Continuing on our last-minute post-heavy slide into the home plate of December 31, we take you today into the bowels of Fayette County. No, really. Really, really deep into Fayette County. Much deeper than even the Fayette County Fair took us in July. Because on the last weekend of October, we actually went underground in Fayette County, to complete an Achievement that had been on our list for a handful of years: visit Laurel Caverns.
Laurel Caverns is a natural cave of about three miles in length — the largest cave in Pennsylvania. It’s open from the end of April until the first weekend in November each year for cave tours and spelunking of all levels, from casual visitors (us) to the hardcore spelunkers (people who have no fear of getting caught between two giant rocks in the dark).
The journey begins in the Visitors Center. We signed up for our tour, and then wandered around looking at some photos and maps while waiting to begin. Tours run every 20 minutes, so you never have to wait too long to go.
The tour is suitable for basically anyone who can do a hilly hike, but I would caution about shoes: you can’t wear flipflops or anything with a heel, and I wore flat boots, but if I did this again, I would absolutely have something grippier, like my Vibrams. The floors are dirt for the most part, and I had a few ‘oh no I’m going down’ moments (although thankfully I never actually did).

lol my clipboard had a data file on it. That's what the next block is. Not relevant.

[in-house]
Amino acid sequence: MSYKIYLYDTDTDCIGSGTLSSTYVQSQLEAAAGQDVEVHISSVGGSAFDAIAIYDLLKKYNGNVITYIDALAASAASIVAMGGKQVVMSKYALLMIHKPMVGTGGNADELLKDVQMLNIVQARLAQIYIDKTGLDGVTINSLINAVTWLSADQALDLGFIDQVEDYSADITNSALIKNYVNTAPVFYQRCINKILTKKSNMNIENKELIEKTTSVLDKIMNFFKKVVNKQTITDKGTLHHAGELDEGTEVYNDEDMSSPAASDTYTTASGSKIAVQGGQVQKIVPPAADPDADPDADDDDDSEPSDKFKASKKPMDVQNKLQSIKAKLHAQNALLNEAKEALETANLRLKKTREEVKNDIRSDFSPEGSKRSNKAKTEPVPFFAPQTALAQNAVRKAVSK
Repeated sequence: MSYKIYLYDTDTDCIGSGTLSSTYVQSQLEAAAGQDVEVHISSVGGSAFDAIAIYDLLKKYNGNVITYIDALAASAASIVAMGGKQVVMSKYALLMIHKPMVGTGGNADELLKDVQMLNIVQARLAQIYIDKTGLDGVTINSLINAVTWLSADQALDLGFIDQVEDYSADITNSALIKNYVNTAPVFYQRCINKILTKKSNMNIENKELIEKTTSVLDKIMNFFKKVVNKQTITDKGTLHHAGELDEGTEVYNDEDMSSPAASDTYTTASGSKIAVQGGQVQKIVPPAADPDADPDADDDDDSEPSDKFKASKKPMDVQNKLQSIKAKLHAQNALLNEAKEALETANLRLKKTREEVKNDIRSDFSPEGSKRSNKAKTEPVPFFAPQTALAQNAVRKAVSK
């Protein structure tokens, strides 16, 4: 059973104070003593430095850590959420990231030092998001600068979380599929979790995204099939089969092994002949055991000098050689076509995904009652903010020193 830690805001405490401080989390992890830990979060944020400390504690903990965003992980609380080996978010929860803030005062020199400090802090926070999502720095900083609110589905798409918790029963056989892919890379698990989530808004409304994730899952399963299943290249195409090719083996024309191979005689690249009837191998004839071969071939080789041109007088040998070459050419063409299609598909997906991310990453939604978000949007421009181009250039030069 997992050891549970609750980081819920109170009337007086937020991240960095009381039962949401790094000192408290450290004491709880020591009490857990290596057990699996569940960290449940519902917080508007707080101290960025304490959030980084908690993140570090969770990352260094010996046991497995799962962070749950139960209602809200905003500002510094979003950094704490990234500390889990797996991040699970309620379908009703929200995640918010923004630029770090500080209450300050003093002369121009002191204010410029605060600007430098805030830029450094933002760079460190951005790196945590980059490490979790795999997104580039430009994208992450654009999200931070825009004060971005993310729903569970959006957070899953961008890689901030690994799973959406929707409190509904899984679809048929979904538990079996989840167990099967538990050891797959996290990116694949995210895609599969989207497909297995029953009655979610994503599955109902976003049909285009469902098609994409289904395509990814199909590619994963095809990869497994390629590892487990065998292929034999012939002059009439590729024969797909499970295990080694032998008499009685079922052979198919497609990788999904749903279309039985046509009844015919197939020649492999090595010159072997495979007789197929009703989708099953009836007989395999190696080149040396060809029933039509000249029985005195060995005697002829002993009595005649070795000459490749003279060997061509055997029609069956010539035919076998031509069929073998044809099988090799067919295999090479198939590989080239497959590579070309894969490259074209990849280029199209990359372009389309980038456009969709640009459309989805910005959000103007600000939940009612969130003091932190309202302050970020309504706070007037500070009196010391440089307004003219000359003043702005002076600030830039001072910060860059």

Another stretch of the cave was lit by what I called ‘Tinkerbell lights.’ Much like in Peter Pan when you have to clap really loud to keep Tinkerbell alive, to keep the lights on in a little hallway, you have to be loud as hell.
After making a fool out of yourself talking to a row of lamps, you are rewarded with this fabulous room, home to the Pillar of Hercules. You’ll notice that this pillar looks like it is holding up the ceiling… and if you look closer, you’ll notice that there is a nice, fat cushion of air between the top of this formation and the bottom of the ceiling. Quite a nice false sense of security!
It may have taken us a few years to finally get to Laurel Caverns, but it was worth the wait! Our tour was excellent and informative, and we had a great time. In addition to the traditional guided tour that we took, there are longer, more difficult spelunking tours, as well as rappelling inside the cave. Laurel Caverns even has its own mini-golf on the premises! They are open from the last weekend in April until the first weekend in November, and we definitely recommend that you take the short trip to Fayette County to go on a spelunking adventure of your own!